World Oil Supply And Price Outlook, September 2019

The Energy Information Administration released its Short-Term Energy Outlook for September, and it shows that OECD oil inventories likely bottomed last June 2018 at 2.805 billion barrels. It estimated stocks edged 1 million barrels higher in August to 2.895 billion, 43 million barrels higher than a year ago.

For the balance of 2019, OECD inventories are projected to rise, on balance. The third quarter seasonal stock draw was over in July. Third-quarter stocks are projected to rise by 2 million, instead of the seasonal draw. And stocks are projected to rise by 6 million in the fourth quarter, ending the year at 2.911 billion barrels, 50 million more than at the end of 2018. For 2020, EIA projects that stocks will build 67 million barrels to end the year at 2.978 billion.


The EIA has confirmed that OPEC production edged higher (23,000 b/d) in August v. July. It is also estimating that OPEC production will average about 29.6 million in 2020, and that figure is about 400,000 b/d higher than OPEC’s August estimate of the call (demand) for OPEC oil in 2020.


Oil Price Implications

I updated my linear regression between OECD oil inventories and WTI crude oil prices for the period 2010 through 2018. As expected, there are periods where the price deviates greatly from the regression model. But overall, the model provides a reasonably high r-square result of 80 percent.


I used the model to assess WTI oil prices for the EIA forecast period through 2019 and 2020 and compared the regression equation forecast to actual NYMEX futures prices as of September 27th. The result is that oil futures prices are presently overvalued for much of the forecast horizon.

After April 2020, it shows the valuations dropping down to where NYMEX futures prices are below $50/b.



The 4Q18 proved that oil prices can move dramatically based on expectations and that they can drop far below the model’s valuations. The recent unexpected builds in U.S. inventories have caused prices to be far softer than the model suggests.

On September 14th, Saudi Aramco’s (ARMCO) Khurais field and Abqaiq plant came under attack, briefly reducing production by 5.7 million barrels per day. However, they reported restoring production by about 50 percent within a couple of days and projected full restoration by the end of September. According to reports from both Reuters and Bloomberg, full production has been restored to pre-attack levels ahead of schedule.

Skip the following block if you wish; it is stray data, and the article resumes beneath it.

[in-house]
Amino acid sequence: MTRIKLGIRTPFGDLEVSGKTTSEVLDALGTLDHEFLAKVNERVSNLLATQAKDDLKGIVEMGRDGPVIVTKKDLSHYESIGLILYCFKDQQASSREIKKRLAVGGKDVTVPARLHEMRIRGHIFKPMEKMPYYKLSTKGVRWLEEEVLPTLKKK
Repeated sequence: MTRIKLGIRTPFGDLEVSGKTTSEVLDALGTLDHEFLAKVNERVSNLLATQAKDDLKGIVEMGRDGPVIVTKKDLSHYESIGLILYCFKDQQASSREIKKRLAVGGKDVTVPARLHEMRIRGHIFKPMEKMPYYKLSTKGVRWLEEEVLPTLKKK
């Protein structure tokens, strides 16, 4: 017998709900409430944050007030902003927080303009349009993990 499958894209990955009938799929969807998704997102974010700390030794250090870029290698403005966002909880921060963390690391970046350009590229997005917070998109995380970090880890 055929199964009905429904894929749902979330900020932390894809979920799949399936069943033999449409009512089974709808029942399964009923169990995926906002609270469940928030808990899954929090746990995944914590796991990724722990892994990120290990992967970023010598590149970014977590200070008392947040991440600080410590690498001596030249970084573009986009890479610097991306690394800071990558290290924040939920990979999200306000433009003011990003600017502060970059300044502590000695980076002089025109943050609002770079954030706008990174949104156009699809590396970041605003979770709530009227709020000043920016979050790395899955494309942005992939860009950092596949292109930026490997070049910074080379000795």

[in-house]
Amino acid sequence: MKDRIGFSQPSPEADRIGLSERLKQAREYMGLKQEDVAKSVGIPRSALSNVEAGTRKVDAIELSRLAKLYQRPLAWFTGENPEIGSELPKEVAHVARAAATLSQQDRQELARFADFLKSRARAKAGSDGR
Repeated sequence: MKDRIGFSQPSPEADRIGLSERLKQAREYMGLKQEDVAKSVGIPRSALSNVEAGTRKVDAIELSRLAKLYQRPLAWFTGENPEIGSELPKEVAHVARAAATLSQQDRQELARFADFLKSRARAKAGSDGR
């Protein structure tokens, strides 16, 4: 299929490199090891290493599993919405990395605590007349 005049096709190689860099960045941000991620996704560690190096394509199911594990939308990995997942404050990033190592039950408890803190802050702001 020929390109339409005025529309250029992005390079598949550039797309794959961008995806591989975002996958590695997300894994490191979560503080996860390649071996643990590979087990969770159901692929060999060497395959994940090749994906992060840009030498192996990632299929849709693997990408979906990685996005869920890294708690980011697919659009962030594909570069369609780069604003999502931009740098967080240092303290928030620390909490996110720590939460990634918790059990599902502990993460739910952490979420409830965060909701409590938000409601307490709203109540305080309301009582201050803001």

Questions remain whether there will be some kind of response by Saudi Arabia to Iran, or whether Iran will stage another attack, assuming it came from them, and whether a war risk premium will be factored into oil futures prices. The market’s verdict as of September 27th has been to almost totally remove the premium from futures, possibly as a result of Aramco’s proof that it is high resilient even if attacked.

Another uncertainty is whether the U.S. and Iran can find a solution that would lead to an end of sanctions, thereby resulting in a flood of Iranian oil back into the market. Iranian President Rouhani offered a surprising “olive branch” in his speech at the United Nations, and it seems clear President Trump would like to resolve the stand-off to allow the oil market to be flooded to lower gasoline prices prior to the 2020 election season.

Another key uncertainty playing out is the trade war with China. With the presidential election coming in November 2020, it seems likely that China will just wait-to-see if Trump is re-elected before making any meaningful concessions. However, the drop in the value of the yuan has muted the impact of the tariffs on US prices of Chinese goods.

Finally, Venezuela remains a key uncertainty. EIA estimated its production at 750,000 b/d for August. However, it was reported that a Chinese firm has agreed to help the country restore its refinery operations in a trade for oil. The restoration is expected to take six to twelve months and again would frustrate U.S. attempts to bring that country to its knees.


Based purely on the model, oil prices are overvalued for much of the forecast horizon as September 27th. The key uncertainty is a new deal with Iran, which could lead to the reduction or end of sanctions.

Check back to see my next post!

Robert Boslego Contributor - Energies

Disclosure: This contributor does not own any stocks mentioned in this article. This article is the opinion of the contributor themselves. The above is a matter of opinion provided for general information purposes only and is not intended as investment advice. This contributor is not receiving compensation (other than from for their opinion.